Then Hulse quit. Foulsham, it turned out, had already given
notice and Deputy Managing Editor Don Murphy, a soft-spoken,
19-year News-Press editor, had cleared out his desk and
was gone. Business Editor Michael Todd, known for working night and
day, was already on suspension, his days clearly numbered after
daring to explain to McCaw journalism’s tradition of separating an
owner’s whim and opinion from the responsibility of keeping the
news as objective as humanly possible. I resigned in protest that
afternoon and Sports Editor Gerry Spratt quit the next day.

This was the breaking point of intolerable tensions that had
built up regarding front office meddling with the news. The
beginning of the end came after publisher Joe Cole, a longtime
business associate of McCaw and a moderating influence, left more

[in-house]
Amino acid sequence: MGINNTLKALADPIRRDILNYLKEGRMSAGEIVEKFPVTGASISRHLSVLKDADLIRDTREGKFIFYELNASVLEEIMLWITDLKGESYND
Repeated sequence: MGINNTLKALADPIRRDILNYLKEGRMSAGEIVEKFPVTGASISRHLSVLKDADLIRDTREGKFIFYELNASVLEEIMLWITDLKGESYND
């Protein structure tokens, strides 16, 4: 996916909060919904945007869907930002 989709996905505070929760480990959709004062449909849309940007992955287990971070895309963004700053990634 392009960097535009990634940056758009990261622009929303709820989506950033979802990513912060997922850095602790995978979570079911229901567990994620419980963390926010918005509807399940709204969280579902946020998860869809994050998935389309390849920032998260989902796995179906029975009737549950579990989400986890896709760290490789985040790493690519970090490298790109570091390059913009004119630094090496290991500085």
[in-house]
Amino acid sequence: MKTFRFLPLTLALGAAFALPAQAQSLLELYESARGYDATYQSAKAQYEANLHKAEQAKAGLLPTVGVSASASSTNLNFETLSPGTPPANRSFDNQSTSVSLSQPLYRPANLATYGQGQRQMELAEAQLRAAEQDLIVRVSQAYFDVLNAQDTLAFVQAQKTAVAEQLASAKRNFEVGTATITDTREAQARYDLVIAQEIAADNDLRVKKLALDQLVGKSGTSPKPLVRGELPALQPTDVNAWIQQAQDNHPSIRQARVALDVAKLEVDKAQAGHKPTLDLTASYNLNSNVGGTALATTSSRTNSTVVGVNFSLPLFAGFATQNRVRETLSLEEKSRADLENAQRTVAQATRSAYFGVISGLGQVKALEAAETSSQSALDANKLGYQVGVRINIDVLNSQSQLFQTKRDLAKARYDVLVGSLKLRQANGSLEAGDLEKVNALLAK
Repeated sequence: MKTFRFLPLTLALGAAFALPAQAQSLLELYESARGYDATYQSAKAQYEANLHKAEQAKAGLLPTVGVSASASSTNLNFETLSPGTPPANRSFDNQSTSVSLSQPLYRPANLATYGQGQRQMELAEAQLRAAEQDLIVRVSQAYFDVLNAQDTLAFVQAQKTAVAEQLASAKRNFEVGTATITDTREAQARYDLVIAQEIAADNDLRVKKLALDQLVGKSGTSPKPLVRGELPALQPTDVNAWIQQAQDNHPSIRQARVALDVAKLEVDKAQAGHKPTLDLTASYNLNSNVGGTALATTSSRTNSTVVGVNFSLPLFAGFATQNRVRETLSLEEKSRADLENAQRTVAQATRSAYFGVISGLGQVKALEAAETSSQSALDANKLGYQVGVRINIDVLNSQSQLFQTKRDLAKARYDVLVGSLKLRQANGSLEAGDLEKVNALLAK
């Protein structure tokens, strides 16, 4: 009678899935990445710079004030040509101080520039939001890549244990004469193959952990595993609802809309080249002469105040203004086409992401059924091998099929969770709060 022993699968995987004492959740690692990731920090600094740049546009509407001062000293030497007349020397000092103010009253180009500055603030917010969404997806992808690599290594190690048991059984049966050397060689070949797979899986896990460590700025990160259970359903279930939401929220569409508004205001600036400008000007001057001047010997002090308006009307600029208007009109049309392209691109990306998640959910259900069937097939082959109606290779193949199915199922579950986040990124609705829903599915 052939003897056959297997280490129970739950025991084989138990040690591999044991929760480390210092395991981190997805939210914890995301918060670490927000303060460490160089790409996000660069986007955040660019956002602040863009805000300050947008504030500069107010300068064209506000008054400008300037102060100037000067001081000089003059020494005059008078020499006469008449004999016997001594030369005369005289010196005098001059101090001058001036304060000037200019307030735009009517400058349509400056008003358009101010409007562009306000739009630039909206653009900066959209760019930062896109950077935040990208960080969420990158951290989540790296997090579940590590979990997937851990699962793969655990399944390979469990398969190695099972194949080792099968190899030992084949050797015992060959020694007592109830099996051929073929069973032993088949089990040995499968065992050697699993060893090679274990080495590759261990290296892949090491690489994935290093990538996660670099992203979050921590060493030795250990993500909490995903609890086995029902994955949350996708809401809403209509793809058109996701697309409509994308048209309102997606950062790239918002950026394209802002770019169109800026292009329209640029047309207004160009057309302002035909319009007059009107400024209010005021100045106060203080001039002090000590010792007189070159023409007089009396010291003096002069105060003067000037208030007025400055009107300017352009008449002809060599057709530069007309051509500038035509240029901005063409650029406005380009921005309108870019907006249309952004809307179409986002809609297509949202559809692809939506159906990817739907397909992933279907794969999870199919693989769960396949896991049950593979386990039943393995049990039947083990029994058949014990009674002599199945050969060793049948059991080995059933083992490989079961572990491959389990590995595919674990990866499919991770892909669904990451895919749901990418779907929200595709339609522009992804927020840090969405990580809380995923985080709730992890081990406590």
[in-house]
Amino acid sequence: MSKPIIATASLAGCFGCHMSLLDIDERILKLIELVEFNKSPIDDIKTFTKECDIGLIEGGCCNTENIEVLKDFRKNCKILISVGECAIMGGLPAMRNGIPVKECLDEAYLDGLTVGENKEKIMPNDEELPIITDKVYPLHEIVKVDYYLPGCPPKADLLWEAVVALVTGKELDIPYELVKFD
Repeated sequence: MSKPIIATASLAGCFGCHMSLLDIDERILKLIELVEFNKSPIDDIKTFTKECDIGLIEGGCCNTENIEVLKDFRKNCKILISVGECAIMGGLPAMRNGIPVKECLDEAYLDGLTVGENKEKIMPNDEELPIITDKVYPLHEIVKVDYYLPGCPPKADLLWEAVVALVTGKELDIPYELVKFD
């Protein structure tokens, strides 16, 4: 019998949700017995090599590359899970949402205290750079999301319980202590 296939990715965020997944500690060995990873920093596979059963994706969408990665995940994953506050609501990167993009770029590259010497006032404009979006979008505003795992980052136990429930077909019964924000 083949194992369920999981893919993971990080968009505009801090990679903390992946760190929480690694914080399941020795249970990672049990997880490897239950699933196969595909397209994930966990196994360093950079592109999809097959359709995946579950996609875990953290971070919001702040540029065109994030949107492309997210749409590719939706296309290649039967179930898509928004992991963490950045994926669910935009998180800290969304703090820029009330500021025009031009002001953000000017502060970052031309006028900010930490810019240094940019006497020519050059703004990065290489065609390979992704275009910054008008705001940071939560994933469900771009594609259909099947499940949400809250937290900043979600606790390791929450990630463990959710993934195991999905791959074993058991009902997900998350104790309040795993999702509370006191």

than a month ago. It’s not clear whether Cole was pushed out or if
he had just had enough. It was announced that he had “retired,”
though at 50 years old, Cole is far from Social Security age. Cole,
a well-known lawyer with a friendly, diplomatic style, was seen as
a buffer between McCaw and Armstrong, and the newsroom. At that
time, von Wiesenberger, who is the paper’s restaurant reviewer, was
named co-publisher with McCaw. Amateur Hour was in full swing.

Barney_at_News-Press.jpgOne of the most difficult parts of this
story for me is that Arthur von Wiesenberger had been my longtime
friend. He was the best man at my wedding to my wife Sue DeLapa. We
traveled around the world together and co-hosted a weekly radio
show. When he became engaged to McCaw on Valentine’s Day a few
years ago, I was happy for him. Just a couple of weeks ago, before
Armstrong began to take control of the newsroom, I had lunch with
Arthur and warned him that Travis Armstrong was a growing cancer on